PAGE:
Friday, April 20, 2018
One last post from the exhibit at the Speed Museum.
Whenever my friend Marti and I go to a museum we play a game at the end: which piece do you want to take home with you? It requires us to take one last walkabout, reminding ourselves of everything we've seen, and to discuss why this one is our favorite. (It's an exercise that I recommend to any serious art viewer, making sure that you haven't just looked without seeing and thinking.)
Here's Marti's favorite, which we both thought screamed "Vermeer" for its gorgeous light coming in from the side window.
Anna Ancher, Young Woman Arranging Flowers, ~1885
It struck me that hardly any of the paintings showed those classic Impressionist subjects of landscape or still life. Those have always been my favorite Inpressionist genres, and I had a hard time choosing my favorite from the few possibilities.
This artist got no respect from the Finnish art world: they called her paintings "strange" and "abnormalities." Unsurprisingly, she gave up painting.
The dramatic smoke plume made me think of all those paintings of trains, especially inside the huge open-air railroad stations.
Helene Schjerfbeck, The Door, 1884
Anna Bilinska-Bohdanowicz, Unter den Linden in Berlin, 1890
This was my favorite, reminiscent of all the Childe Hassam paintings of New York street scenes with flags flying. I loved the way the precise detail of the architecture dissolved into hazy radiance.
Well, maybe not my absolute favorite -- how about a tie between that one and this beautiful still life of pink satin shoes. Not only do I love the painting, I sure wish I had a pair of shoes just like it.
And that's all, folks! You still have a couple of weeks to see the exhibit, "Women Artists in the Age of Impressionism," which closes May 13. As the Michelin Guide says, it's worth a detour. Maybe even worth a trip.
Wednesday, April 18, 2018
Almost done with my report on the "Women Artists in the Age of Impressionism" show at the Speed Museum in Louisville. Most of the work in the show was portraiture, and there were several that called out to me.
Cecilia Beaux, Sita and Sarita (Woman with a Cat), 1893-94
You come upon this painting from a far distance, and I didn't even see the cat until I got a whole lot closer. But how much the portrait sings when you do detect the cat among the shadows of her dark hair.
Scholars think this is probably a self-portrait, which makes two strikes against Amélie -- a smoking artist!!!! Scandalous!!!!!!
And finally, this exciting picture of a young girl, which was chosen for one of the poster images to advertise the show.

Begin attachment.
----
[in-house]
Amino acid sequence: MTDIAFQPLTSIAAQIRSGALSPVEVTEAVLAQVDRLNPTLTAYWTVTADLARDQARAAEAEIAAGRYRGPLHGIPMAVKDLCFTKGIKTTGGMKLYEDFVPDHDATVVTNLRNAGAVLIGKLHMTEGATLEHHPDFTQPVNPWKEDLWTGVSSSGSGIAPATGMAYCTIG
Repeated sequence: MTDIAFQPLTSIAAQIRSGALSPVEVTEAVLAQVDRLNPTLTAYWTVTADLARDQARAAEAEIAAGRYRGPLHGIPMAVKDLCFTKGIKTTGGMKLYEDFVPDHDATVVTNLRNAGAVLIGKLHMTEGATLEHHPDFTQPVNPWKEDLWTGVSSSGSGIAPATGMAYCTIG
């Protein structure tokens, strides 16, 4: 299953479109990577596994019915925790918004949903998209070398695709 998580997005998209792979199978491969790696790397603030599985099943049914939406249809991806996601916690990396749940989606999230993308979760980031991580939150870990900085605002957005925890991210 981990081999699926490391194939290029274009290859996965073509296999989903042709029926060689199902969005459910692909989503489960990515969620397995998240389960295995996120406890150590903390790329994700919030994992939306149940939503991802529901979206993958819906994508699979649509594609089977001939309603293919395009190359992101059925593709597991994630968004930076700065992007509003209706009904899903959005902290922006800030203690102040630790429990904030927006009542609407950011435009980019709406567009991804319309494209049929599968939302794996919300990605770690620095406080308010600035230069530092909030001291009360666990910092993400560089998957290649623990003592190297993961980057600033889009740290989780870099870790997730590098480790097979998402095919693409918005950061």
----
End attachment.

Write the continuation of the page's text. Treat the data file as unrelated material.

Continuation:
Ellen Thesleff, Echo, 1891
Let's all imagine what she's shouting, what powerful words are echoing back to her. I hope it's something more important than just calling the cows home.
Monday, April 16, 2018
A couple more posts about the exhibit at the Speed Museum about women painters in Paris during the late 19th century.
First off, a mea culpa -- I said incorrectly in earlier posts that the exhibit would close last week. Good news -- it's actually open through May 13, so if you're anywhere in the vicinity of Louisville, you still have time to drop by and enjoy this engaging show.
I'd like to show you my favorite pictures from the exhibit. Today, three paintings of mothers and children that hung right next to one another, which made me realize how all three of the mothers have the identical expression:
(makes you wonder if childhood has been redefined in the last 135 years... I would think it lasted a whole lot longer....)
Paula Modersohn-Becker, Nursing Mother in Front of Birch Forest, 1905
Thursday, April 12, 2018
Yesterday I was crabby about a woman who looked really old to me being described by the police as "55 to 60 years old." I submitted photos of women who are actually 55 to 60 years old, arguing that you can be that age and still look pretty damn good.
One of my readers took exception to my post, saying "I was not in the least offended by her being categorized as 55 to 60. I WAS rather offended at you trotting out photos of 55-60 year old movie stars and celebrities as the benchmark for what that age range looks like. Not my reality."
You're right, I should not have suggested that movie stars and celebrities should be held up as role models or reality benchmarks. So I have gone back and amended my post. No more celebrities. Instead, U.S. Senators and governors. You may want to go back and see how good they look.
And Idaho, thanks for keeping me honest.